Lactic Acid Is Your Friend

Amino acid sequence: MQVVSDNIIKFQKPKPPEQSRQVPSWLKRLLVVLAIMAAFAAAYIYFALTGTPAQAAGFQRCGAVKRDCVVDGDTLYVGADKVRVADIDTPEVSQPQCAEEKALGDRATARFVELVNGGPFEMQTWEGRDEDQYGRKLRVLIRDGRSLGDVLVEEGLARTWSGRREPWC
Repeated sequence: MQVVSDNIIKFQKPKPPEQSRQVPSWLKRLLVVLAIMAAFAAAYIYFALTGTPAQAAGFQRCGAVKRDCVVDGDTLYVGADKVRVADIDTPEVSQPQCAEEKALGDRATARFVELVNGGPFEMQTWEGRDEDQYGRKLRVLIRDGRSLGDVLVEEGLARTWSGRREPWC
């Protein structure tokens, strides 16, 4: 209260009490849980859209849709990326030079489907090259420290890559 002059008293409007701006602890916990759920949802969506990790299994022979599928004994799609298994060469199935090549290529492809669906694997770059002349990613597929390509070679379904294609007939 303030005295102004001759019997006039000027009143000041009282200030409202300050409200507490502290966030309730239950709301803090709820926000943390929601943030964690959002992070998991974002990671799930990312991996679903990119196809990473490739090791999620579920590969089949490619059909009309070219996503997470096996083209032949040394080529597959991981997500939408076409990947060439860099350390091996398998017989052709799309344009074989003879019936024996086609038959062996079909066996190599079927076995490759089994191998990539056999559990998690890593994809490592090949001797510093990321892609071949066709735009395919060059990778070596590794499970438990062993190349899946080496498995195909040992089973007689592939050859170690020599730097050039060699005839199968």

"Slow down! I have too much lactic acid built up in my legs, and I can't run any faster!" You've most likely heard this, or something similar to it at some point in your training career. And like most people, you probably accepted the notion that the L word limits performance. But is lactic acid really the bad guy? Is it the byproduct that inhibits what you can do on the track or in the gym? The answer appears to be no. Thanks to the work of George A. Brooks, professor of integrative biology at the University of California, Berkeley, the once-believed theory behind lactic acid and its accompanying workout inhibition has been debunked; in fact, a number of other researchers investigated Brooks' new-found theory, and they confirmed his findings. Could it be? Lactic acid is actually your friend? That seems to be the case. It has now been shown that lactic acid is a source of fuel, and it helps the body during bouts of exercise; without it, your training actually suffers. When you're performing an intense workout, your body, via the cell's mitochondria, takes up lactic acid and turns it into energy to help further drive performance. So what's the limiting factor that makes you slow down or stop performance? Hydrogen ions and a decrease in cellular pH, which increases bodily acidity. As the body heightens its level of work output, it simply cannot buffer the excess ions. This is the reason extended bouts of intense running or lifting suffers. So the next time you "feel the burn" which causes you to cease further effort, don't blame lactic acid; instead, thank lactic acid for giving you a little more time before the muscle fatigue sets in.